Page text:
Prime Time Deion Sanders had one hit song, which summed up his motivation for doing his job (i.e., playing football), “Must be the money.” Unsurprisingly, recently published updates by Medical Economics from its study of electronic health record (EHR) system use have indicated that money is the prime motivator for physicians going digital. Of the doctors surveyed, 95% indicated that achieving meaningful (and receiving incentive payments) was what drove them to adopt EHR systems. In comparison, improving patient care was listed as a secondary motivation for 53% of doctors.
Let’s be honest with ourselves and admit that money is the reason most of us get out of bed in the morning. And why should health care be any different? The Centers for Medicare & Medicaid Services (CMS) EHR Incentive Programs have already doled out almost $3.8 billion in incentives to eligible professionals (EPs) and hospitals that have demonstrated meaningful use.
According to a report from McKinsey Center for US Health System Reform, the US as a nation spends more on health care than any other nation. As of 2009, the US health care industry generated $2.5 trillion, which is 17.6 % of GDP. And health care spending continues to grow while the rest of the economy is experiencing historically low growth, with outpatient care representing one of the most significant rates of growth. Should we be concerned that our doctors are less concerned with the quality of health than the healthiness of their bottom lines?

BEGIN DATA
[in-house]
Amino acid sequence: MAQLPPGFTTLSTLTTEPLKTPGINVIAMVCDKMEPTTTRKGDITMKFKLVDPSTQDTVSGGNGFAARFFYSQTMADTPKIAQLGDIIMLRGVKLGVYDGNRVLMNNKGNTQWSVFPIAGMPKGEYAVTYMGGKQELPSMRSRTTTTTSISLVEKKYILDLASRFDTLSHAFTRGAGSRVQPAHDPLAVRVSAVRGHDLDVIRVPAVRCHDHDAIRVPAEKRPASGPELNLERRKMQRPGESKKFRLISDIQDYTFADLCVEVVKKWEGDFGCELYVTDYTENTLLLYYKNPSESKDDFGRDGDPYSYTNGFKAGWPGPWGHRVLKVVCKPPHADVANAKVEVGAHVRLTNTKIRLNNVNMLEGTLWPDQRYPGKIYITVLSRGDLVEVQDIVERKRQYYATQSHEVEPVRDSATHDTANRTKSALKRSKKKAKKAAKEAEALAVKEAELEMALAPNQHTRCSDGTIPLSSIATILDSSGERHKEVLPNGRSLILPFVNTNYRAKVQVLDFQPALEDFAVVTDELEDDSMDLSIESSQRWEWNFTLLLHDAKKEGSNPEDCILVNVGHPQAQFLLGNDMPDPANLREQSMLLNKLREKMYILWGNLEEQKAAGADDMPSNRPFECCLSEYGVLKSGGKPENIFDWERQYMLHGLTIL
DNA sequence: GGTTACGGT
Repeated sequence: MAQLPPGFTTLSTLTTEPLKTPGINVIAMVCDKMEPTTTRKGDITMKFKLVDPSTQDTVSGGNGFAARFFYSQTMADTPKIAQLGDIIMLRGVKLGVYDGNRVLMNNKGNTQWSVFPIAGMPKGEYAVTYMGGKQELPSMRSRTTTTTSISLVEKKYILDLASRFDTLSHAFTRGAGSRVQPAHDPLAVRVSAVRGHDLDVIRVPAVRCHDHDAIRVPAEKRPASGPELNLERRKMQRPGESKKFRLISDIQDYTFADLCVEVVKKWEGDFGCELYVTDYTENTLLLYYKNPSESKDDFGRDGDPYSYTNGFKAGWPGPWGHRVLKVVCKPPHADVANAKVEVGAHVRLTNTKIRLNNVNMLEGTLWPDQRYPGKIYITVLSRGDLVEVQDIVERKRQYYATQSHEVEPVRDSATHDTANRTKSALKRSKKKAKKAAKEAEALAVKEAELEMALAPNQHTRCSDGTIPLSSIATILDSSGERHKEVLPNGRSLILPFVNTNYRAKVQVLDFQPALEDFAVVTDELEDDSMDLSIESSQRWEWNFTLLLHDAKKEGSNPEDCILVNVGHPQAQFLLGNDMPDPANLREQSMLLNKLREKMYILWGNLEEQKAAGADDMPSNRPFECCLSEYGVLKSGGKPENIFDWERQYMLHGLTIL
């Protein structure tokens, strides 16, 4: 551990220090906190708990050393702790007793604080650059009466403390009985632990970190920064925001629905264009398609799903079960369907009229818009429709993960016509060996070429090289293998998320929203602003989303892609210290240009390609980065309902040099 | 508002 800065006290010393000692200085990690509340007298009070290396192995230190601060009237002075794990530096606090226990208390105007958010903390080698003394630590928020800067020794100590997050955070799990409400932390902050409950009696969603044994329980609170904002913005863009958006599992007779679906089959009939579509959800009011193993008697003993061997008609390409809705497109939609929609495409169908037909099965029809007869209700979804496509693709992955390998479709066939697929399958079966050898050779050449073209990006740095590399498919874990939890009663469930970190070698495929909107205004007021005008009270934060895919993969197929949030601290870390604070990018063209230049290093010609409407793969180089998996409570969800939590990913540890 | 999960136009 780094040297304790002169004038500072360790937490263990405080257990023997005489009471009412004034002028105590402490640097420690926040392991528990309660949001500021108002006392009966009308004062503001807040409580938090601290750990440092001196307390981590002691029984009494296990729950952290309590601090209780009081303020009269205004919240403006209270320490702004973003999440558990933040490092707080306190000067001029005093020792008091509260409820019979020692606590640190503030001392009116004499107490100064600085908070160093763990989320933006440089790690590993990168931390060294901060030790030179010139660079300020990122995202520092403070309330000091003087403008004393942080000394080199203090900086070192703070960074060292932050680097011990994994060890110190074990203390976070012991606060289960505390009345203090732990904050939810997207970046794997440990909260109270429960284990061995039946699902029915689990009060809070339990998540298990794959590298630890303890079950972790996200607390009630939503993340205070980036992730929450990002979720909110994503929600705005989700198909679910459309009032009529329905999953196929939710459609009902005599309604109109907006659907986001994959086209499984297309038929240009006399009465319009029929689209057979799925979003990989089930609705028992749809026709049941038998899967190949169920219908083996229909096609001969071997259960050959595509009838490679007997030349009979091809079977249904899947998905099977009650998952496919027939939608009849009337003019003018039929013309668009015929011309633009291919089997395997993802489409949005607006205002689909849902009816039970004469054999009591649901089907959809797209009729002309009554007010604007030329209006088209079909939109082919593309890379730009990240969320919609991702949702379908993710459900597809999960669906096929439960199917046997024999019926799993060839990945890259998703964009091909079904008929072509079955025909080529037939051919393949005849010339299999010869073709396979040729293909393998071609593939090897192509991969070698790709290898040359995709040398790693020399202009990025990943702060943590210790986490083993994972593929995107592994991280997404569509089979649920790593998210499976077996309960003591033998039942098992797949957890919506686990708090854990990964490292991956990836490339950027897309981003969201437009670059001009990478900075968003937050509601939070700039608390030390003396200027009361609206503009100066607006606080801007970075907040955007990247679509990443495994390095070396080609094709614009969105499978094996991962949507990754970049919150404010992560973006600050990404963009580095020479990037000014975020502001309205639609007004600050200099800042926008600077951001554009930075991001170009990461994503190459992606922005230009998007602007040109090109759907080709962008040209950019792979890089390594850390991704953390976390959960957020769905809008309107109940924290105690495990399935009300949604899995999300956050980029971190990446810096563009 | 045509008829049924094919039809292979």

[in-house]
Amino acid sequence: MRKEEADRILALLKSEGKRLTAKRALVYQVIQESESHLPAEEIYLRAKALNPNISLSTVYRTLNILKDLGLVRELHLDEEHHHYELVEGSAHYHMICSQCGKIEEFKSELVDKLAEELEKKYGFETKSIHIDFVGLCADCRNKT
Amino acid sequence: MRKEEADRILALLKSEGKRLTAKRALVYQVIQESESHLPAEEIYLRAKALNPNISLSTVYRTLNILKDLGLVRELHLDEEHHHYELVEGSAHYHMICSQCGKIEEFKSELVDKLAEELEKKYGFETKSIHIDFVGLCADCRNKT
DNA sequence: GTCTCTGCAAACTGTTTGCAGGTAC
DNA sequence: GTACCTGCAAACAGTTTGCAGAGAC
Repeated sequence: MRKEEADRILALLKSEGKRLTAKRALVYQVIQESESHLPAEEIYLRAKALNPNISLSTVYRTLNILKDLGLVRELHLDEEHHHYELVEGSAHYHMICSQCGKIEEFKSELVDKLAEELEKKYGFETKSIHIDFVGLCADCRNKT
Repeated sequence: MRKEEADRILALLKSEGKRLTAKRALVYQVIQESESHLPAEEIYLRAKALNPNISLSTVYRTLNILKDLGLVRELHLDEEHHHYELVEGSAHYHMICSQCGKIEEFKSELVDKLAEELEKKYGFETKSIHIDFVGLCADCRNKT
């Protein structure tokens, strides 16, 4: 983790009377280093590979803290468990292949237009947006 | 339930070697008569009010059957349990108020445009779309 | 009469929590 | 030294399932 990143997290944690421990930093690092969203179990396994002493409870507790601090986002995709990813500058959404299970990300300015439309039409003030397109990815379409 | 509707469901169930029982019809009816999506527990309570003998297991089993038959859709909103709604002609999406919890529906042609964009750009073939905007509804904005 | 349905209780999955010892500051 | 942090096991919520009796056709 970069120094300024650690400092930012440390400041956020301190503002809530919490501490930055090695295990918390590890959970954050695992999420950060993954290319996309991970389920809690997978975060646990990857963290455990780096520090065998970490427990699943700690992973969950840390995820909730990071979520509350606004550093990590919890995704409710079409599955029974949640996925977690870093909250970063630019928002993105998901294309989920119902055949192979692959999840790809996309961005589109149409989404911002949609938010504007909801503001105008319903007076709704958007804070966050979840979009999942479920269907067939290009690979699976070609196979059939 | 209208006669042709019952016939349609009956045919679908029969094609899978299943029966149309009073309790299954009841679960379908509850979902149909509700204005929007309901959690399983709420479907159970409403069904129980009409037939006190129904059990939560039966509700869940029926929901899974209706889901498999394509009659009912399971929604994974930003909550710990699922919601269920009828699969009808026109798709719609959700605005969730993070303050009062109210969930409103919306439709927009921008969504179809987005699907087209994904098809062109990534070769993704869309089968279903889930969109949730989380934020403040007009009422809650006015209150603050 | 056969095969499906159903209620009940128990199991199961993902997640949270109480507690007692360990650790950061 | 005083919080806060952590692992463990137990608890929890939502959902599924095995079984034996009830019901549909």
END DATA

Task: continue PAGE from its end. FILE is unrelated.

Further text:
It’s easy to be cynical about the motivations for implementing EHR systems, but from the top-down the opportunity to receive incentive payments is being championed as the means to reduce health care costs with a secondary effect being an improvement in patient care. Is the reality that tax dollars are spent to improve services we pay high premiums to access adding insult to injury?
It is too early to tell what the ultimate outcome for the EHR Incentive Programs will be. Sometimes, ends do justify the means; sometimes a return on investment requires a high initial cost — you’ve got to kick start evolution somehow. However, until we experience the tangible benefits of a streamlined health care industry (e.g., more efficient hospital visits, reduced administrative and procedural costs, improved outcomes), it’s unclear what stock at present we can take from early reports of the efficaciousness of health information technology (IT) and EHRs and EHR systems especially.
For now, we are left to hope that the long-awaited arrival of Stage 2 (correction, 2014) Meaningful Use and the advent of more robust health information exchange (HIE) will mean a significant improvement in our experience of health care as a result of increased access to, and control over, our personal health and well-being.
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